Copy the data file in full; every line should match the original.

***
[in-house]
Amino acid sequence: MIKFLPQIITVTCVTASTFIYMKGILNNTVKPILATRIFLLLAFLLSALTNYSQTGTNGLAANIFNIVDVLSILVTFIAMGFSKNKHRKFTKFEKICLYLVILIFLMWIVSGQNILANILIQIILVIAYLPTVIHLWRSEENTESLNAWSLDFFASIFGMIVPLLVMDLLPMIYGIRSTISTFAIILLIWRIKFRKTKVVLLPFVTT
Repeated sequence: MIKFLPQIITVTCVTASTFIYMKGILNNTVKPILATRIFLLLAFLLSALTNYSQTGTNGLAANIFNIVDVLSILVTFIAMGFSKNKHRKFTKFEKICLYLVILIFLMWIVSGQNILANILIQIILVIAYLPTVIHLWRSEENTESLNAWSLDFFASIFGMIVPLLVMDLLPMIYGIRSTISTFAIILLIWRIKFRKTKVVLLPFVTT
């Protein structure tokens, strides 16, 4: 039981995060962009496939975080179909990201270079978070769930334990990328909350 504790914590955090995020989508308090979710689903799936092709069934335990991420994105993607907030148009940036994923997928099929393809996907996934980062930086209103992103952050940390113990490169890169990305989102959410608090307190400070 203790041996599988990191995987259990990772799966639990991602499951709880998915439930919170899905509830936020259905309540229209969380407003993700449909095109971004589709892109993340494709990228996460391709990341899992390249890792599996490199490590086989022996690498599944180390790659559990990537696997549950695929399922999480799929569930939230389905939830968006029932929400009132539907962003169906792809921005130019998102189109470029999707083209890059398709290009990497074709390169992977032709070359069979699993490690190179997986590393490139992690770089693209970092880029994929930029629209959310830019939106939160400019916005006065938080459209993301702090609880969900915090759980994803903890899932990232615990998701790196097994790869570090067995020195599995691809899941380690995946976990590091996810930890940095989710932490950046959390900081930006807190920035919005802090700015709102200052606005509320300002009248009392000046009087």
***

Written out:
[in-house]
Amino acid sequence: MIKFLPQIITVTCVTASTFIYMKGILNNTVKPILATRIFLLLAFLLSALTNYSQTGTNGLAANIFNIVDVLSILVTFIAMGFSKNKHRKFTKFEKICLYLVILIFLMWIVSGQNILANILIQIILVIAYLPTVIHLWRSEENTESLNAWSLDFFASIFGMIVPLLVMDLLPMIYGIRSTISTFAIILLIWRIKFRKTKVVLLPFVTT
Repeated sequence: MIKFLPQIITVTCVTASTFIYMKGILNNTVKPILATRIFLLLAFLLSALTNYSQTGTNGLAANIFNIVDVLSILVTFIAMGFSKNKHRKFTKFEKICLYLVILIFLMWIVSGQNILANILIQIILVIAYLPTVIHLWRSEENTESLNAWSLDFFASIFGMIVPLLVMDLLPMIYGIRSTISTFAIILLIWRIKFRKTKVVLLPFVTT
């Protein structure tokens, strides 16, 4: 039981995060962009496939975080179909990201270079978070769930334990990328909350 504790914590955090995020989508308090979710689903799936092709069934335990991420994105993607907030148009940036994923997928099929393809996907996934980062930086209103992103952050940390113990490169890169990305989102959410608090307190400070 203790041996599988990191995987259990990772799966639990991602499951709880998915439930919170899905509830936020259905309540229209969380407003993700449909095109971004589709892109993340494709990228996460391709990341899992390249890792599996490199490590086989022996690498599944180390790659559990990537696997549950695929399922999480799929569930939230389905939830968006029932929400009132539907962003169906792809921005130019998102189109470029999707083209890059398709290009990497074709390169992977032709070359069979699993490690190179997986590393490139992690770089693209970092880029994929930029629209959310830019939106939160400019916005006065938080459209993301702090609880969900915090759980994803903890899932990232615990998701790196097994790869570090067995020195599995691809899941380690995946976990590091996810930890940095989710932490950046959390900081930006807190920035919005802090700015709102200052606005509320300002009248009392000046009087």